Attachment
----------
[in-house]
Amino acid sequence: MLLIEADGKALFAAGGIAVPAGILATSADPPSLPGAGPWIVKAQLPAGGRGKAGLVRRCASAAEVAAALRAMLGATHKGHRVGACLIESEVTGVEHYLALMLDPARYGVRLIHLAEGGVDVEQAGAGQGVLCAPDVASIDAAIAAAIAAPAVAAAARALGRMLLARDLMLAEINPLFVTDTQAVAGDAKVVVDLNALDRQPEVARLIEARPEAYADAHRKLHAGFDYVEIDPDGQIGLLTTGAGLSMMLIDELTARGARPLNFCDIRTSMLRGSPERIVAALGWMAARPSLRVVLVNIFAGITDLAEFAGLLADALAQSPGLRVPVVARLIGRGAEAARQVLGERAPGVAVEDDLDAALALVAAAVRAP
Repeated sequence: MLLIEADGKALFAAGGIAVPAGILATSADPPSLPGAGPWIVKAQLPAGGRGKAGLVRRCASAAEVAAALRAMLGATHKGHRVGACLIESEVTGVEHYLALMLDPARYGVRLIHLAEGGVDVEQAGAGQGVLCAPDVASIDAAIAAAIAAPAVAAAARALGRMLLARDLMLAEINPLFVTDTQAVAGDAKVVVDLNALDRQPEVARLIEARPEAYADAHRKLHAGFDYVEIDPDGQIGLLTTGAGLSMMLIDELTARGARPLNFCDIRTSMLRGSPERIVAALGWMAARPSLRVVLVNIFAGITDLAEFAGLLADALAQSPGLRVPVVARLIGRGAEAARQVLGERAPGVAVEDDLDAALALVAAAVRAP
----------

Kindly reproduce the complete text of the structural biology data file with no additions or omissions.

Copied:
[in-house]
Amino acid sequence: MLLIEADGKALFAAGGIAVPAGILATSADPPSLPGAGPWIVKAQLPAGGRGKAGLVRRCASAAEVAAALRAMLGATHKGHRVGACLIESEVTGVEHYLALMLDPARYGVRLIHLAEGGVDVEQAGAGQGVLCAPDVASIDAAIAAAIAAPAVAAAARALGRMLLARDLMLAEINPLFVTDTQAVAGDAKVVVDLNALDRQPEVARLIEARPEAYADAHRKLHAGFDYVEIDPDGQIGLLTTGAGLSMMLIDELTARGARPLNFCDIRTSMLRGSPERIVAALGWMAARPSLRVVLVNIFAGITDLAEFAGLLADALAQSPGLRVPVVARLIGRGAEAARQVLGERAPGVAVEDDLDAALALVAAAVRAP
Repeated sequence: MLLIEADGKALFAAGGIAVPAGILATSADPPSLPGAGPWIVKAQLPAGGRGKAGLVRRCASAAEVAAALRAMLGATHKGHRVGACLIESEVTGVEHYLALMLDPARYGVRLIHLAEGGVDVEQAGAGQGVLCAPDVASIDAAIAAAIAAPAVAAAARALGRMLLARDLMLAEINPLFVTDTQAVAGDAKVVVDLNALDRQPEVARLIEARPEAYADAHRKLHAGFDYVEIDPDGQIGLLTTGAGLSMMLIDELTARGARPLNFCDIRTSMLRGSPERIVAALGWMAARPSLRVVLVNIFAGITDLAEFAGLLADALAQSPGLRVPVVARLIGRGAEAARQVLGERAPGVAVEDDLDAALALVAAAVRAP